WASHINGTON — The Biden administration is severely underestimating the number of lives that would be saved by truck side underride guards, according to safety and insurance groups, which could block the rollout of a proposed rule mandating such equipment.
In an Advanced Notice of Proposed Rulemaking published in April, the National Highway Traffic Safety Administration estimated that 17 lives would be saved and 69 serious injuries would be prevented each year if underride guards were installed on all trailers under a new standard.
NHTSA also stated that, on a per-trailer basis, the lifetime costs of equipping new trailers and semi-trailers with side underride guards is “six to eight times” the estimated safety benefits. A proposed rule that cannot show benefits outweighing costs would have little if any chance of passing a federal review.
That benefit shortfall alarms the National Transportation Safety Board (NTSB), which contends NHTSA’s analysis focused only on crashes in which the front of a passenger vehicle slides under the side of a trailer. NHTSA did not fully consider other crash types that would likely benefit from side guards installed on a truck that could prevent such an “underride,” according to NTSB, such as high-speed sideswipe crashes, impacts with vulnerable road users such as motorcyclists, cyclists and pedestrians, or side underride collisions with single-unit trucks.
“Further, NHTSA only calculated potential safety benefits for about 20% of fatal crashes in which NHTSA estimated that the passenger vehicle was traveling under 40 mph,” wrote NTSB Chair Jennifer Homendy in comments filed in response to the proposal. “For crashes where the estimated speed was over 40 mph, NHTSA’s analysis assumed that a side underride guard would have no effectiveness.”
The Insurance Institute for Highway Safety (IIHS), an independent nonprofit whose members include major auto insurers, was just as explicit.
“[IIHS] believes NHTSA’s analysis suffers from several fundamental flaws that reduce its benefit estimates for side underride guards,” wrote IIHS Senior Research Engineer Matthew Brumbelow. “Specifically, we estimate the number of lives that could be saved by a side underride guard standard is up to ten times the number reported by NHTSA.”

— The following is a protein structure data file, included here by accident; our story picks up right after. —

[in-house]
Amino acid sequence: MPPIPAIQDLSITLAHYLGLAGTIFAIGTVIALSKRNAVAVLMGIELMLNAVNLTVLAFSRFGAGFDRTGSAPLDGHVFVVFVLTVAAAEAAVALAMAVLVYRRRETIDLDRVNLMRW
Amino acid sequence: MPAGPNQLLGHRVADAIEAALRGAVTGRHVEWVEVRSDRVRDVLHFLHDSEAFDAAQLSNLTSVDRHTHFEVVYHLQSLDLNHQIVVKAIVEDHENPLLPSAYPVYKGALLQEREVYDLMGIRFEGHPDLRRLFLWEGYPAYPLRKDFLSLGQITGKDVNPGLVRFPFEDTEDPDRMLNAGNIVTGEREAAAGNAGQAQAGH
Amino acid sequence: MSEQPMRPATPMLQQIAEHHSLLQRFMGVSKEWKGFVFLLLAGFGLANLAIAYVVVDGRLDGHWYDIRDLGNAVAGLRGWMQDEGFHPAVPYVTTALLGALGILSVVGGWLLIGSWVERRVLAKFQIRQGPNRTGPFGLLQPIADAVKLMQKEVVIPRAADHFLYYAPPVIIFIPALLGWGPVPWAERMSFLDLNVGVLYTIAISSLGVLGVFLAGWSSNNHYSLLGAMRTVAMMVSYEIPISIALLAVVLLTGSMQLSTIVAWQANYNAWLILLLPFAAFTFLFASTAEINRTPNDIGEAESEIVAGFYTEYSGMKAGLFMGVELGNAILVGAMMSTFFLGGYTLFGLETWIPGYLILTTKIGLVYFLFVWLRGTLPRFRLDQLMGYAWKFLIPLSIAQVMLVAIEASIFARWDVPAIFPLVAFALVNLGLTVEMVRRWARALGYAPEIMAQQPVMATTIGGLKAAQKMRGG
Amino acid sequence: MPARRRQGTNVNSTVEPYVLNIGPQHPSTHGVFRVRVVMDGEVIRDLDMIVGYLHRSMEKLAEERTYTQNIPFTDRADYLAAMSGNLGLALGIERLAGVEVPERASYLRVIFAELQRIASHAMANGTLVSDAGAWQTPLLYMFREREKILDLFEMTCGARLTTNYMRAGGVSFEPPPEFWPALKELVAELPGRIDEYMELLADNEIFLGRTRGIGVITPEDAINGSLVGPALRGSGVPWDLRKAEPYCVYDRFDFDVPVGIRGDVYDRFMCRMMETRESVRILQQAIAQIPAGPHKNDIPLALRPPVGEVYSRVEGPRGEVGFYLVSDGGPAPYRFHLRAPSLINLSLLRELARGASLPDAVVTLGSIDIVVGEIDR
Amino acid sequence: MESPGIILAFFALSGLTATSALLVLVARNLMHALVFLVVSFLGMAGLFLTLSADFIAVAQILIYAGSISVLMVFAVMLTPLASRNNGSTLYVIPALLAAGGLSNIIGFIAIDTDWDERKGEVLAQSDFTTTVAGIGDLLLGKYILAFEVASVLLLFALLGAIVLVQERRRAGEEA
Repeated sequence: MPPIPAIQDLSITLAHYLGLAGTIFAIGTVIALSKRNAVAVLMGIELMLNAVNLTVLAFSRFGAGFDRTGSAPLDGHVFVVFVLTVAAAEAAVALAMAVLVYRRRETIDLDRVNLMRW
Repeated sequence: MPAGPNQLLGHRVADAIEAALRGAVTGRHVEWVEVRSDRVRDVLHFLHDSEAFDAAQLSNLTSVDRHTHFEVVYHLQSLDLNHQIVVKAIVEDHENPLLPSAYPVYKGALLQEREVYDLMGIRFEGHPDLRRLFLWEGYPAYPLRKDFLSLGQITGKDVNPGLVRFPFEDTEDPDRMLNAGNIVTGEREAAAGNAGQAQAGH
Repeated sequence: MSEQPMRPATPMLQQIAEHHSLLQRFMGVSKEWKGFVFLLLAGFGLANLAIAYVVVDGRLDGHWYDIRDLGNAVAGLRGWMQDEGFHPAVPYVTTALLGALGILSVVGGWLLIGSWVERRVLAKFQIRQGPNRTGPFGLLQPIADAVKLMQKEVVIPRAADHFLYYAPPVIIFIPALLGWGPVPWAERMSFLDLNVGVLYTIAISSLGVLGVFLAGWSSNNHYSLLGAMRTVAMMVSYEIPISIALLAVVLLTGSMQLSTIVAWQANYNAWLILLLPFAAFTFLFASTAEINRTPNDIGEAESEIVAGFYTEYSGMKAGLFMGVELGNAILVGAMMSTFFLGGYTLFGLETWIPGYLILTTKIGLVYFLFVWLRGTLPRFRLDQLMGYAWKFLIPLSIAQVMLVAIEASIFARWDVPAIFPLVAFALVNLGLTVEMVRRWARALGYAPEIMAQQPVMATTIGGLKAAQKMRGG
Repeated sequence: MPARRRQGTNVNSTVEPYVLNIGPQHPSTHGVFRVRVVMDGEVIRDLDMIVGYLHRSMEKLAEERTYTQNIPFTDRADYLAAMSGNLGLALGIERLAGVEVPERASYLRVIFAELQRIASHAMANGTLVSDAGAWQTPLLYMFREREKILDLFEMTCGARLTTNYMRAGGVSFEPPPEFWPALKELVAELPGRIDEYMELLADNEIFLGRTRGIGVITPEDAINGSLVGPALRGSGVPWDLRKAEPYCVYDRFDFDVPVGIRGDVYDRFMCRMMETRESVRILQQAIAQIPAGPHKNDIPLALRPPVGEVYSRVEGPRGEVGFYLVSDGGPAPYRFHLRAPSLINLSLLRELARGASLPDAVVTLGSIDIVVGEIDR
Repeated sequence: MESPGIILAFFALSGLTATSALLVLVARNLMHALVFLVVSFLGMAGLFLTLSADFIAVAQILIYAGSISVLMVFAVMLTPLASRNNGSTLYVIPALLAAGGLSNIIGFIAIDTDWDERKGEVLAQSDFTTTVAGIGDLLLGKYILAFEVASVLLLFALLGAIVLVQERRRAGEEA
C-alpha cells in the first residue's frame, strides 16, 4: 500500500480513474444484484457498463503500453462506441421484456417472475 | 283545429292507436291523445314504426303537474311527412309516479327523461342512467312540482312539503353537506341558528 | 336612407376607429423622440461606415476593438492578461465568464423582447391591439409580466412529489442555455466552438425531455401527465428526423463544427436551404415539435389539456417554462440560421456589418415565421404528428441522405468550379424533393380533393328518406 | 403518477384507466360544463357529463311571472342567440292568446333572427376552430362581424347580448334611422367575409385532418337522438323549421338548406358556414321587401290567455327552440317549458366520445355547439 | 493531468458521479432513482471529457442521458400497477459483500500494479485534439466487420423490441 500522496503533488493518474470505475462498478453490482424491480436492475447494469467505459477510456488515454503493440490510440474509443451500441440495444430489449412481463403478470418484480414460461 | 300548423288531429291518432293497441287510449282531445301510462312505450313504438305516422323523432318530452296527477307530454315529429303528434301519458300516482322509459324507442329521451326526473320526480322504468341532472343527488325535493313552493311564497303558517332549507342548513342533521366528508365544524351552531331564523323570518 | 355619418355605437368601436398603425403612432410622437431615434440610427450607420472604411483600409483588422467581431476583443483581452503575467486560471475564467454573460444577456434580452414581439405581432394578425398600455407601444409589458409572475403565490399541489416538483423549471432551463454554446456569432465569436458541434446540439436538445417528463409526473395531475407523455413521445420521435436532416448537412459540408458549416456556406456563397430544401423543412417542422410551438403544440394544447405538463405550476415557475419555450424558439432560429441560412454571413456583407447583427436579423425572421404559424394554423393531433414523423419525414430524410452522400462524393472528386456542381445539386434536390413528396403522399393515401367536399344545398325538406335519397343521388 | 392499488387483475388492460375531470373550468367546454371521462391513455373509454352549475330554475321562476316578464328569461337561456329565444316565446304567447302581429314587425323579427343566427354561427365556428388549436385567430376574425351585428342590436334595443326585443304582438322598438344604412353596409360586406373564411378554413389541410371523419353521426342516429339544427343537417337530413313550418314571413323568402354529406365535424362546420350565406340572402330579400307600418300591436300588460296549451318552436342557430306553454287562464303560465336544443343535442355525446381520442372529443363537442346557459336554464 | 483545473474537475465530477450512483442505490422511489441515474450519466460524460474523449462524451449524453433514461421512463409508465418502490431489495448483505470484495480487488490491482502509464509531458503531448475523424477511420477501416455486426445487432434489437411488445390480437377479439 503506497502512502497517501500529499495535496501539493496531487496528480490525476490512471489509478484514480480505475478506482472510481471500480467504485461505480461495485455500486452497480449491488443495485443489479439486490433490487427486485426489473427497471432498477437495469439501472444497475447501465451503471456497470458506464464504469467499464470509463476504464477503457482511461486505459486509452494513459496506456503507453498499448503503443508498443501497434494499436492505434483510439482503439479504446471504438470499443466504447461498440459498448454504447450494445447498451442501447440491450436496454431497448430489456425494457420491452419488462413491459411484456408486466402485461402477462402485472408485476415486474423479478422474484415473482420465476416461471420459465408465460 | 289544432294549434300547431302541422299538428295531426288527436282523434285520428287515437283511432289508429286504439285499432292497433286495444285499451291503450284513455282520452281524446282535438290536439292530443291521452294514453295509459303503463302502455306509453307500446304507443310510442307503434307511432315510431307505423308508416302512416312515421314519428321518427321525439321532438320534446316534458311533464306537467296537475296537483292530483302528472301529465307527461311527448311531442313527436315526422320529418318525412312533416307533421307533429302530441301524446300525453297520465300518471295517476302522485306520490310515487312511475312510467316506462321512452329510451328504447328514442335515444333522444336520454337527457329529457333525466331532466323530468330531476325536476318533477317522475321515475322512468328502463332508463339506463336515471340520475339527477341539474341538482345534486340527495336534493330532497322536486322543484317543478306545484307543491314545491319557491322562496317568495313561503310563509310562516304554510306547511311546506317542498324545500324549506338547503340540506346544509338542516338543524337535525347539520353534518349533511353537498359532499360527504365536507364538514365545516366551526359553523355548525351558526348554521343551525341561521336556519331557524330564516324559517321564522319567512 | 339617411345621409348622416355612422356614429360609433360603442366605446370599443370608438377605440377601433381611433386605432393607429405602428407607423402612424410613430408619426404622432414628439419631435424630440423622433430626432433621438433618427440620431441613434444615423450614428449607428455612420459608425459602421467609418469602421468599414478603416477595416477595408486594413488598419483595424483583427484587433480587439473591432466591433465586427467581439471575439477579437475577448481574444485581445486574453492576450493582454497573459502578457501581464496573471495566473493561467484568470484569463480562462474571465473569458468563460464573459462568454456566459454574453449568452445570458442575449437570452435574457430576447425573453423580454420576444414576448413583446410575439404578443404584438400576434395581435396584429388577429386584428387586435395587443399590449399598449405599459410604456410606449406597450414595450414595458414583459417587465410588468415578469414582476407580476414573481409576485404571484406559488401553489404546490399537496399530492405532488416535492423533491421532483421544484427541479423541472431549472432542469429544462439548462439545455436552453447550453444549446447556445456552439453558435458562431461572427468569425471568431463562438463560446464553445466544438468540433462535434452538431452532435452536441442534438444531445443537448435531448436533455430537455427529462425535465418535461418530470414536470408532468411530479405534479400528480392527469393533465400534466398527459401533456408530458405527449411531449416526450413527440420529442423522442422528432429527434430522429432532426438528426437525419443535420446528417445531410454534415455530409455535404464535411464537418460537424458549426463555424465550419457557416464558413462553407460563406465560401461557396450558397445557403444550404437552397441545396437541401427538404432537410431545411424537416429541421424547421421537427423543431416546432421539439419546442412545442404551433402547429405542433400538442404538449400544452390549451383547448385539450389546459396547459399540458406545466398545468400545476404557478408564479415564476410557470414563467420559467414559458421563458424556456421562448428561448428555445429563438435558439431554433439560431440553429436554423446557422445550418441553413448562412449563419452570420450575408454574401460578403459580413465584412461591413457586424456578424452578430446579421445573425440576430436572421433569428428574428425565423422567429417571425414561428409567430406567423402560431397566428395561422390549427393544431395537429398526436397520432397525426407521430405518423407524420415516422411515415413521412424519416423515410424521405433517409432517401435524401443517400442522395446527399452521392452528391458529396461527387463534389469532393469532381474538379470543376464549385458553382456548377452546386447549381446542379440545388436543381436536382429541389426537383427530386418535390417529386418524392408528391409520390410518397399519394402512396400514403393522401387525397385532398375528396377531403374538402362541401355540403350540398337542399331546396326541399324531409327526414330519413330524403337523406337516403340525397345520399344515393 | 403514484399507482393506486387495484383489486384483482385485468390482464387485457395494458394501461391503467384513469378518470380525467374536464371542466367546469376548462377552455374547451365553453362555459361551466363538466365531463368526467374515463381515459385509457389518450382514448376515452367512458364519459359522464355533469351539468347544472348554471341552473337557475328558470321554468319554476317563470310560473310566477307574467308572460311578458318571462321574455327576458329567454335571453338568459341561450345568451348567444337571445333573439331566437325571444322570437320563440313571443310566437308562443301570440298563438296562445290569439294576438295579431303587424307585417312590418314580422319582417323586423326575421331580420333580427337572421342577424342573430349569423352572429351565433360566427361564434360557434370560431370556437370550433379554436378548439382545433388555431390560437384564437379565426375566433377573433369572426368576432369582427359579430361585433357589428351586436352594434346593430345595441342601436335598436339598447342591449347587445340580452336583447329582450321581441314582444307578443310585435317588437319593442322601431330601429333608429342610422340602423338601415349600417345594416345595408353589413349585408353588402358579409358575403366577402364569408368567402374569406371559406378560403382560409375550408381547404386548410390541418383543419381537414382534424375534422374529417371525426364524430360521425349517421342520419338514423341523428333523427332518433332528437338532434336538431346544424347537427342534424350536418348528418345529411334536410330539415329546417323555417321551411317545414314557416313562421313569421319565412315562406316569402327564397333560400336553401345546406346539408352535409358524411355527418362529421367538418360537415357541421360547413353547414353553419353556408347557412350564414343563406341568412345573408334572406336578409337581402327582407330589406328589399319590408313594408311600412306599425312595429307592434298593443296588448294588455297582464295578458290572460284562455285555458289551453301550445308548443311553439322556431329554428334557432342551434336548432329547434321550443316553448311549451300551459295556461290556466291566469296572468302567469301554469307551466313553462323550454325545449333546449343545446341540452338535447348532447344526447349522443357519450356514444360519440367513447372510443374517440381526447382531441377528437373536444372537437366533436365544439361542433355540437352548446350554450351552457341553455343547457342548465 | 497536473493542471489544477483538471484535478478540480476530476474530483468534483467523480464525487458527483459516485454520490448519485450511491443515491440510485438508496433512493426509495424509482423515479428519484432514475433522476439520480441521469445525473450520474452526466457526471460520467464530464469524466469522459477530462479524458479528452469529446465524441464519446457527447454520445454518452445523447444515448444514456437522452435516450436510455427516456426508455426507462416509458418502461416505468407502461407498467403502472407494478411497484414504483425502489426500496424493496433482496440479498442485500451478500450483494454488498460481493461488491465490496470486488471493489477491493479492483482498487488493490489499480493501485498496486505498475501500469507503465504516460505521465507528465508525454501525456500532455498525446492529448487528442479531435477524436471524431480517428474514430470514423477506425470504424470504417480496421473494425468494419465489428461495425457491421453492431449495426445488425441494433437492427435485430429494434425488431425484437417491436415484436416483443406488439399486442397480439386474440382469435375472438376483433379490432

Asked to comment further, Brumbelow said NHTSA’s decision to move forward with a rulemaking “will largely depend on their cost-benefit analysis, so if they’re underestimating it by a factor of ten, it greatly reduces the chance they would pursue” such a rulemaking, he told FreightWaves.
IIHS’s concerns with NHTSA’s analysis centered on overly restrictive criteria used to identify fatal crashes, problems establishing whether or not an underride occurred in specific crashes that NHTSA analyzed, and “a misunderstanding of the relationship between crash severity and pre-crash travel speed,” according to Brumbelow.
Homendy and Brumbelow called on NHTSA to provide a more thorough cost-benefit analysis that does not depend on multiple assumptions of costs and benefits.
“Large truck side underride crashes result in hundreds of lost lives and debilitating injuries each year,” Brumbelow stated. “Equipping trailers with side underride guards would immediately and significantly reduce this unacceptable toll.”
Trailer makers: Benefits overstated, not understated
Trailer manufacturers, which would have to raise the price of new trailers by $3,740 to $4,630, according to NHTSA’s estimates, to comply with a side-guard mandate, agreed that the agency’s analysis is flawed — but because safety benefits are overstated, not understated.
The Truck Trailer Manufacturers Association (TTMA), whose members manufacture most of the heavy-truck trailers used in the U.S., argued that because more trucks would likely be needed to adjust for the weight displaced by the equipment (to stay in compliance with highway weight restrictions), more lives would be lost from other accidents caused by having more trucks on the road unrelated to side underride accidents. A side underride guard mandate would put more lives, not fewer, at risk, the group asserted.
“TTMA would support the implementation of [side underride guards] if they ever become both justified and technologically feasible,” wrote TTMA Engineering Manager John Freiler. “At this time, it would seem that other regulatory action and research into advanced driver assistance technologies promise a much greater chance to reduce side collisions into trailers as well as other types of crashes.”
NHTSA extending comment period
NHTSA received petitions from the American Trucking Associations and underride guard safety advocates requesting that the comment period on the notice, originally scheduled to end June 20, be extended to provide more relevant and updated crash data. On Thursday NHTSA said it would extend the comment period by 30 days.
“NHTSA agrees that allowing additional time for the public and its stakeholders to provide robust and substantive comments on this complex issue will better inform NHTSA,” the agency stated.
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